BILL HEANEY’S NOTEBOOK COLUMN

BILL HEANEY’S NOTEBOOK COLUMN

Tory Prime Minister Boris Johnston should join the West Dunbartonshire branch of the SNP.  Or look for a seat on the Council at 16 Church Street.  They share a similar outlook on Freedom of the Press and much else.

Bullingdon Bully Boy Johnston has come in for criticism after taking a phone off an ITV reporter when he tried to show him a picture of a four-year-old with suspected pneumonia who was forced to lie on a pile of coats on the floor of a Leeds hospital.

The prime minister was being interviewed by the ITV News political correspondent, Joe Pike.

At the end of the interview, Mr Johnson said: “I’m sorry to have taken your phone. There you go.” Cheeky, or just plain ignorant?

Johnston has also banned the Daily Mirror – a Labour supporting newspaper – from his campaign bus, which usually carries lies along the side in very large letters.

In a Q&A on Monday afternoon, Mr Johnson was asked twice about the phone incident, and on both occasions refused to directly address what was being asked.

Much like West Dunbartonshire Council and the local branch of the SNP, including their elected members, who refuse to comment on anything to The Democrat.

Labour’s Shadow health secretary Jonathan Ashworth said: “Refusing to even look at an image of a child suffering because of Conservative cuts to the NHS is a new low for Boris Johnson. It’s clear he could not care less.”

However, his Labour colleagues in West Dunbartonshire, apart from Jackie Baillie MSP, have refused to take up the ban and boycott of The Democrat with either the Council or the SNP.

They took umbrage when I wrote that the new Burgh Hall, which cost an astonishing £17 million and counting to refurbish, was not fit for purpose.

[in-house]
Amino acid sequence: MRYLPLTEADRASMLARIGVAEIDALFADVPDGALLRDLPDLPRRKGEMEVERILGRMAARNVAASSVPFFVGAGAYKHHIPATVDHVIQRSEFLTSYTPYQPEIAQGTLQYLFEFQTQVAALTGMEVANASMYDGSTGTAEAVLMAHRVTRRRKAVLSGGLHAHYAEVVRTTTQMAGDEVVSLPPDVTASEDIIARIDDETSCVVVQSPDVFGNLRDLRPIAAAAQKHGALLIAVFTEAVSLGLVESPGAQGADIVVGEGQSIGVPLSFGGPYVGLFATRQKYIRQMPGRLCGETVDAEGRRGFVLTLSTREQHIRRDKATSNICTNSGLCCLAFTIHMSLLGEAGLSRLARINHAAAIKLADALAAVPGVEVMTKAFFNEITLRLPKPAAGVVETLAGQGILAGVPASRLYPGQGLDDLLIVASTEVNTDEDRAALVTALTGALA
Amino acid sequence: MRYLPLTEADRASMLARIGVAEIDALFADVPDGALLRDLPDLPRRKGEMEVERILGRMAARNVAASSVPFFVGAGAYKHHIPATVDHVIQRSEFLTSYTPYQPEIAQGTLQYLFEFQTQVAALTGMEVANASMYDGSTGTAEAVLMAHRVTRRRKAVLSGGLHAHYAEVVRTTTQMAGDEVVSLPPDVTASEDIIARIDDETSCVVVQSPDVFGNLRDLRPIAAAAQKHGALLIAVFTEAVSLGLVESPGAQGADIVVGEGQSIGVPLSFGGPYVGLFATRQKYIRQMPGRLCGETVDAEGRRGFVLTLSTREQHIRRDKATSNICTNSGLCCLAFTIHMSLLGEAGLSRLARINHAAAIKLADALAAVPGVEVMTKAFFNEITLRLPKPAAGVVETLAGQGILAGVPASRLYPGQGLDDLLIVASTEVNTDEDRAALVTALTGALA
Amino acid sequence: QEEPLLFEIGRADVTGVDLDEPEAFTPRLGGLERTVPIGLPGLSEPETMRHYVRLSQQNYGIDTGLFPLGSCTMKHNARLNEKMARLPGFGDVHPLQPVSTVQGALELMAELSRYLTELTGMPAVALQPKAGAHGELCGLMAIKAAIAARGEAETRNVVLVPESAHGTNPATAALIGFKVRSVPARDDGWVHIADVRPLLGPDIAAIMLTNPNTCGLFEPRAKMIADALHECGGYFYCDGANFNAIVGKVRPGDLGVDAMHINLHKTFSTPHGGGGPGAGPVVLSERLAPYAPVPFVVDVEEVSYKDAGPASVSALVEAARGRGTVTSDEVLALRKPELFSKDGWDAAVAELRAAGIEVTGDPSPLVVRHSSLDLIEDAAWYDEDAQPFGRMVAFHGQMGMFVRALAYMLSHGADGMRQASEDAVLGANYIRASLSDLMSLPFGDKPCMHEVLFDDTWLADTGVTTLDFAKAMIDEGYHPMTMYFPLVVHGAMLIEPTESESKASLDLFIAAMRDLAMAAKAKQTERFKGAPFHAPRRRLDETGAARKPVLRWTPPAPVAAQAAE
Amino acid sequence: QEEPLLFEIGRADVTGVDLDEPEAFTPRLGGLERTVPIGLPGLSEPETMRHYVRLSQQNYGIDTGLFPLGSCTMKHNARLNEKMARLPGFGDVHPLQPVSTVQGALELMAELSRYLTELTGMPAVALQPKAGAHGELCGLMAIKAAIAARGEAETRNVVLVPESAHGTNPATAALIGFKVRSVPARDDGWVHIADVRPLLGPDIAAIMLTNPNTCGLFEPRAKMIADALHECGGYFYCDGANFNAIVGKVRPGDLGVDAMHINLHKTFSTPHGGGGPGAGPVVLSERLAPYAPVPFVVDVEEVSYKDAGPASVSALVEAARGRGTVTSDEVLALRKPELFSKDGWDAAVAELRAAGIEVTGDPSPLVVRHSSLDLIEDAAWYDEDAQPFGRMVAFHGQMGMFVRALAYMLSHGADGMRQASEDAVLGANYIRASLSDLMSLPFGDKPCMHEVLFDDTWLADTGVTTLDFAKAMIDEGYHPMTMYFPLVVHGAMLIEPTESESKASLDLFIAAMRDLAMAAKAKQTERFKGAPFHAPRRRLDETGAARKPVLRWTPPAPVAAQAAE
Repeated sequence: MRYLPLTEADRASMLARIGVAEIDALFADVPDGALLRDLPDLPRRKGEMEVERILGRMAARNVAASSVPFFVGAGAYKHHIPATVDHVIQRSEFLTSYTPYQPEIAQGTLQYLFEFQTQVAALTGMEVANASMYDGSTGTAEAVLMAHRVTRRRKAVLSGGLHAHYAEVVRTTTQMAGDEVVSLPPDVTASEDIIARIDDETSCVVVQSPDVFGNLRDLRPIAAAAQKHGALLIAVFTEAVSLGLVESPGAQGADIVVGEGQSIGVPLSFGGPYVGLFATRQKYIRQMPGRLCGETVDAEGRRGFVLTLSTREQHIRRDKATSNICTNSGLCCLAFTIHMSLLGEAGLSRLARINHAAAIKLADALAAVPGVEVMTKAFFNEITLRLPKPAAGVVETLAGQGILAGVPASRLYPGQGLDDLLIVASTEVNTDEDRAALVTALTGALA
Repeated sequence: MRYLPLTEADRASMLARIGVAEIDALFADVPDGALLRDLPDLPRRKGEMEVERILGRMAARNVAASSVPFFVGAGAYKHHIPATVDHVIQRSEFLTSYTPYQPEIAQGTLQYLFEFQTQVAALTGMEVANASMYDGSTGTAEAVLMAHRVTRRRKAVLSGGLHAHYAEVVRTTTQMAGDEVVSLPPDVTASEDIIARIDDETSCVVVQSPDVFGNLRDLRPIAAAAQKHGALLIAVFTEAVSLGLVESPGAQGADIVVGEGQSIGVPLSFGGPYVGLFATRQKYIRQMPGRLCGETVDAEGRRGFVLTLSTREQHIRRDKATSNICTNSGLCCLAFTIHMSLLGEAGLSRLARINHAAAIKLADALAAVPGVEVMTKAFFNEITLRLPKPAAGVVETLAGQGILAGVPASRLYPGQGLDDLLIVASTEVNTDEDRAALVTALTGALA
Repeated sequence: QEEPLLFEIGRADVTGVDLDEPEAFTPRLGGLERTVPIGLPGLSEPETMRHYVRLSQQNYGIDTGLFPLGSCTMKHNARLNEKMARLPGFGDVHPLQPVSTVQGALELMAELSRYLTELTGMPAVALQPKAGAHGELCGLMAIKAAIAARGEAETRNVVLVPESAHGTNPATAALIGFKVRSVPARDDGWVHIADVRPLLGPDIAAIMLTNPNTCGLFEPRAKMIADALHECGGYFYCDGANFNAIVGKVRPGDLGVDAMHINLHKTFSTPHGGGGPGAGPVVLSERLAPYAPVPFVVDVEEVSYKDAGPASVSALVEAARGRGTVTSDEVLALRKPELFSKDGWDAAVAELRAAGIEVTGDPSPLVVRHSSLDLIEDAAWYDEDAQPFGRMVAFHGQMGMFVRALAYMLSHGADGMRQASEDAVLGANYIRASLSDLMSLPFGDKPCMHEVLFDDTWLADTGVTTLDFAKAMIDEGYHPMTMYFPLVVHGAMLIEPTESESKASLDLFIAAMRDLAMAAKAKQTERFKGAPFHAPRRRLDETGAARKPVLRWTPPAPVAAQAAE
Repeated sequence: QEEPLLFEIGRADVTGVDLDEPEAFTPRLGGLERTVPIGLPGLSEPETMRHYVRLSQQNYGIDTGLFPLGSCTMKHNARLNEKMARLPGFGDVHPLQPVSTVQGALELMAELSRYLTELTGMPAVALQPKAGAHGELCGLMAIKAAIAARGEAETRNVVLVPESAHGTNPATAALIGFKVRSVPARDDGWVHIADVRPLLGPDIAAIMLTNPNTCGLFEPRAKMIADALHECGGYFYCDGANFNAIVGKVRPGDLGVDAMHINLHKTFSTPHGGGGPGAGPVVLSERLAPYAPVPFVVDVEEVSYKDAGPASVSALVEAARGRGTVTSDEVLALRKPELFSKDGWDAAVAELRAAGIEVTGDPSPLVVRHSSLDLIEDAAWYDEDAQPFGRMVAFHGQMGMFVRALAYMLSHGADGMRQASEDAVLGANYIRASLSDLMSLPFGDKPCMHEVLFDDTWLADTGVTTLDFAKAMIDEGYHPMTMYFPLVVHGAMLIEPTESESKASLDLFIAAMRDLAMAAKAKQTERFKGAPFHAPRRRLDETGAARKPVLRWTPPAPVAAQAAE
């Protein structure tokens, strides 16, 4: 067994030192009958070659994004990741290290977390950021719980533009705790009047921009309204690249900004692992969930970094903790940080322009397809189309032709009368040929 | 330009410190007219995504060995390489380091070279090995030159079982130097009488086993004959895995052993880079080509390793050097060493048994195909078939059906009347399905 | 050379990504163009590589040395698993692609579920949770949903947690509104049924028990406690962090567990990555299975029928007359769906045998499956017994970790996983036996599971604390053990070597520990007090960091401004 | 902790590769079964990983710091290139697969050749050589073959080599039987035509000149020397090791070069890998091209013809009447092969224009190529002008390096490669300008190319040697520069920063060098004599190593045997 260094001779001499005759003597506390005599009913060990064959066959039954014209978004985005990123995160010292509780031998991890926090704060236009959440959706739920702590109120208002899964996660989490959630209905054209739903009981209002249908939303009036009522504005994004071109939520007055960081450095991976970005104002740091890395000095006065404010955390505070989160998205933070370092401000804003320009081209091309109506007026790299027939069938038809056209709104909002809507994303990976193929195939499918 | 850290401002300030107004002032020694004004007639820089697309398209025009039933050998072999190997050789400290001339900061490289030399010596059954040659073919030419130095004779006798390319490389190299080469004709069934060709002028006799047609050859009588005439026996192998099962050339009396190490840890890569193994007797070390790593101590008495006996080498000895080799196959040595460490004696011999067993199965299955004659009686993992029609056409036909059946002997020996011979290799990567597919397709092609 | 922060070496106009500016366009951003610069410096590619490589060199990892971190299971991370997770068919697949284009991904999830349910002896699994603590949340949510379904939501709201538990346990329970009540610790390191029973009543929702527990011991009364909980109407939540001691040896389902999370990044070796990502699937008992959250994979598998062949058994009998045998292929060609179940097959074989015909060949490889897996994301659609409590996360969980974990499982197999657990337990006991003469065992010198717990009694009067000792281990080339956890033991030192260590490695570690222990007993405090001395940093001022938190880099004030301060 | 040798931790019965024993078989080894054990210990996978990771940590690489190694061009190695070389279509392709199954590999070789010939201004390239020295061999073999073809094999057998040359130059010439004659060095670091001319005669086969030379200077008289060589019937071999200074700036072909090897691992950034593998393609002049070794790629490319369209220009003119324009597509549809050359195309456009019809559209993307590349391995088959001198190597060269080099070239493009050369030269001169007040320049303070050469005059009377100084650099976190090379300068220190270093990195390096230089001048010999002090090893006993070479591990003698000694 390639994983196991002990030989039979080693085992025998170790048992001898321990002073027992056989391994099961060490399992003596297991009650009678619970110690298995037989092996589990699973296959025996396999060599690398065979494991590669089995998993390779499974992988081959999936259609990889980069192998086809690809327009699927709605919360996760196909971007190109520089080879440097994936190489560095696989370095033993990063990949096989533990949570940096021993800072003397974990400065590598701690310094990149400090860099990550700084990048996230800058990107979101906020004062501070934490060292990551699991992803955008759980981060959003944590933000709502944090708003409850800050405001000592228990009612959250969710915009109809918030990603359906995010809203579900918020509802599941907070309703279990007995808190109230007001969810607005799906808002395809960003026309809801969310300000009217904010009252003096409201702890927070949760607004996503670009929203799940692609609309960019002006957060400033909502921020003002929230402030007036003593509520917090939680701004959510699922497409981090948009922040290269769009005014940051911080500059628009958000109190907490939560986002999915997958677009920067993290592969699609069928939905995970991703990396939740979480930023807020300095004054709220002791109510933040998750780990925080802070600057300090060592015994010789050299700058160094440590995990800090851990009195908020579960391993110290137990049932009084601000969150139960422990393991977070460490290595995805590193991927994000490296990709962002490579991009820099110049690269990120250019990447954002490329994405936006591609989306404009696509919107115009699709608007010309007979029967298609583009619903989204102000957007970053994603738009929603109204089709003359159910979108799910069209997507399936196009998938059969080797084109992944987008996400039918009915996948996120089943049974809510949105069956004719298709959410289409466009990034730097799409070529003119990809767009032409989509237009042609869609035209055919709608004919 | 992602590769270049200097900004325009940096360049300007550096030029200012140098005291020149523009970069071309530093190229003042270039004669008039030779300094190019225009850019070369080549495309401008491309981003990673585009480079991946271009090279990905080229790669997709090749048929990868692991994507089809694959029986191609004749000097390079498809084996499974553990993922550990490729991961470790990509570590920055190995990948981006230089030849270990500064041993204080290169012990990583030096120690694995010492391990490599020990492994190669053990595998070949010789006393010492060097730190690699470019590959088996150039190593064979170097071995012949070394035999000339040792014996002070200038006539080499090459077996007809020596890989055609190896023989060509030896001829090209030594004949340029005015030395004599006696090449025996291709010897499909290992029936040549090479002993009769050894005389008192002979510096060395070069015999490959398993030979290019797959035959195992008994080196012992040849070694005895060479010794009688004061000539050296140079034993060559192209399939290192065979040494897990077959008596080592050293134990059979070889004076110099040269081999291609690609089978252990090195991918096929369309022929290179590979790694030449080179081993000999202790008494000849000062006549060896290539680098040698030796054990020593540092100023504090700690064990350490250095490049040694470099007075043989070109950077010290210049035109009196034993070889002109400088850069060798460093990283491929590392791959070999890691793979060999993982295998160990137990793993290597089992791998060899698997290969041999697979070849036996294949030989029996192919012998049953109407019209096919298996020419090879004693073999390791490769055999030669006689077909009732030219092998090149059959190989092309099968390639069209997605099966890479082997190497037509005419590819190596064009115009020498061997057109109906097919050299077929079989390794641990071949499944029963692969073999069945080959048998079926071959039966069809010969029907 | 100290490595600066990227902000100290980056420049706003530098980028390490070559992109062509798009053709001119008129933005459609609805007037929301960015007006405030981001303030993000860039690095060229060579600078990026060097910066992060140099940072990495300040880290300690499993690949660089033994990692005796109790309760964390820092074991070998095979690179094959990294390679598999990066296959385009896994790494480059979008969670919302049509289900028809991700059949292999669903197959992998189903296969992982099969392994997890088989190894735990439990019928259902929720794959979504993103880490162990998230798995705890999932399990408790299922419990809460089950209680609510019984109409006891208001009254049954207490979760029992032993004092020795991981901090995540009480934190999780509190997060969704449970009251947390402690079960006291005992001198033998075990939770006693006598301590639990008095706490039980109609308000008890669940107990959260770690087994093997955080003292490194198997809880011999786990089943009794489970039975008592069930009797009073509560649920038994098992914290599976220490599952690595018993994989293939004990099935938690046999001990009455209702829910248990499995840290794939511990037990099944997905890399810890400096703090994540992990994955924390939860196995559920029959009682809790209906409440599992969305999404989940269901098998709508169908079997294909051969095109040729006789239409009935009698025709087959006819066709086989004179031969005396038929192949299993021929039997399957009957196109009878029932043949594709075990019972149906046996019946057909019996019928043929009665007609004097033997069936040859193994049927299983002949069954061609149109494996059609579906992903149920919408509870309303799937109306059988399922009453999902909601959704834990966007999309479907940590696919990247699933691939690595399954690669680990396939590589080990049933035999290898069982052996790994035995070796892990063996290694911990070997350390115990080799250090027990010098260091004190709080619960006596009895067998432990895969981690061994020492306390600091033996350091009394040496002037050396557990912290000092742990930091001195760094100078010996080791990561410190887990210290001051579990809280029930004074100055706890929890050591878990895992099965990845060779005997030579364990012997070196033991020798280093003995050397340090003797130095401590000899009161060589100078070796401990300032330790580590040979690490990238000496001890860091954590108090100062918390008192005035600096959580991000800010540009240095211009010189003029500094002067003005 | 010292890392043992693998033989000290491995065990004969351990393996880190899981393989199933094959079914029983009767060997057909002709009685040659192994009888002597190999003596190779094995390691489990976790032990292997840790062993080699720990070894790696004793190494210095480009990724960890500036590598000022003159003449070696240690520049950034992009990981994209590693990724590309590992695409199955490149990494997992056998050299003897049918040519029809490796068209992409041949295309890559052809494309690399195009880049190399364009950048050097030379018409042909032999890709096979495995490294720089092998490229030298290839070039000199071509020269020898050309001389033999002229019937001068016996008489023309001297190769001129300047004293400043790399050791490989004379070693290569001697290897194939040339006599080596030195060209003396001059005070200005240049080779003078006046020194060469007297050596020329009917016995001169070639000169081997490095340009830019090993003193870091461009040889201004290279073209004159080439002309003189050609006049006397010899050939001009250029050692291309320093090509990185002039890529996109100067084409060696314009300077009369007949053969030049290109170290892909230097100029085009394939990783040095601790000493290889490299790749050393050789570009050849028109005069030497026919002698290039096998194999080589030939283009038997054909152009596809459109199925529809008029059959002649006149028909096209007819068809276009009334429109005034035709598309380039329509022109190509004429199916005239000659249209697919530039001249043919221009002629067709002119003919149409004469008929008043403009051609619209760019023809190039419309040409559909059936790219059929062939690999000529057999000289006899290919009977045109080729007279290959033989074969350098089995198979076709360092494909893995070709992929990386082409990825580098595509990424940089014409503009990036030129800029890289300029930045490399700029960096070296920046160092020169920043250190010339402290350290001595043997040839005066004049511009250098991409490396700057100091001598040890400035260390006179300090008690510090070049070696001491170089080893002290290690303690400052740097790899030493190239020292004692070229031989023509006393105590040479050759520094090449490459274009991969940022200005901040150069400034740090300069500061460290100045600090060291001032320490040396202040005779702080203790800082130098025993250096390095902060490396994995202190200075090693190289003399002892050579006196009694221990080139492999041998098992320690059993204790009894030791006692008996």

That there was not sufficient room for the public to attend meetings and were locked out.

And, if they were lucky (or unlucky enough) to get into meetings, the audio system was so poor that no one could hear what was going on.

There was also the problem that the public could not see sufficiently from the public gallery to identify who was saying the words they could not hear. Ridiculous.

West Dunbartonshire is a basket case local authority. Few would dispute that after all that has gone on there is the past few years.

I was surrounded by at least four senior officials that day who asked me to leave. They said it was inappropriate for me to raise the matter.

They must be the highest paid bouncers in the country.

The Chief Executive was extremely unhappy that I told one of these £100,000 a year goons who surrounded me to bugger off. Quietly.

Later, when a media officer, asked me to leave the council chamber, I told her if she wanted that to happen she would have to call the police to arrest me.

She backed off.

They really need to grow up these councillors and officials. The Provost was the appropriate person for me to raise these matters with since he is supposed to take charge of the Council meetings.

I wasn’t interrupting anything when I spoke with him. It was during a tea break and not, as alleged, in the middle of a meeting..